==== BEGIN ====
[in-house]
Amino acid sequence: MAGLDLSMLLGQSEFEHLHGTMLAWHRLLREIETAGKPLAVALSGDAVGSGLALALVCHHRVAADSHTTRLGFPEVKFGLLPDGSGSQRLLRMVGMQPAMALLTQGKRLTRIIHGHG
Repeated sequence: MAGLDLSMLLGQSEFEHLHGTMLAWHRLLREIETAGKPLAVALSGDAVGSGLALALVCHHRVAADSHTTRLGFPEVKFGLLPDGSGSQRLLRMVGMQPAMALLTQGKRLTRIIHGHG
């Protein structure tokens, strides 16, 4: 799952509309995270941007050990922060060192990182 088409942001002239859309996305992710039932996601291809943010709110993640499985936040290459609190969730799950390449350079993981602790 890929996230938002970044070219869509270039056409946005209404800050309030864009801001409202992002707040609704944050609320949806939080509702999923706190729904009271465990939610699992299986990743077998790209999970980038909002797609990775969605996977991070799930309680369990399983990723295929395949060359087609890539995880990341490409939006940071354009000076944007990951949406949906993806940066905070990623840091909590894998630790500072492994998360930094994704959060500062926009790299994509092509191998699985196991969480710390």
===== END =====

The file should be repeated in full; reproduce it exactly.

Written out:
[in-house]
Amino acid sequence: MAGLDLSMLLGQSEFEHLHGTMLAWHRLLREIETAGKPLAVALSGDAVGSGLALALVCHHRVAADSHTTRLGFPEVKFGLLPDGSGSQRLLRMVGMQPAMALLTQGKRLTRIIHGHG
Repeated sequence: MAGLDLSMLLGQSEFEHLHGTMLAWHRLLREIETAGKPLAVALSGDAVGSGLALALVCHHRVAADSHTTRLGFPEVKFGLLPDGSGSQRLLRMVGMQPAMALLTQGKRLTRIIHGHG
């Protein structure tokens, strides 16, 4: 799952509309995270941007050990922060060192990182 088409942001002239859309996305992710039932996601291809943010709110993640499985936040290459609190969730799950390449350079993981602790 890929996230938002970044070219869509270039056409946005209404800050309030864009801001409202992002707040609704944050609320949806939080509702999923706190729904009271465990939610699992299986990743077998790209999970980038909002797609990775969605996977991070799930309680369990399983990723295929395949060359087609890539995880990341490409939006940071354009000076944007990951949406949906993806940066905070990623840091909590894998630790500072492994998360930094994704959060500062926009790299994509092509191998699985196991969480710390």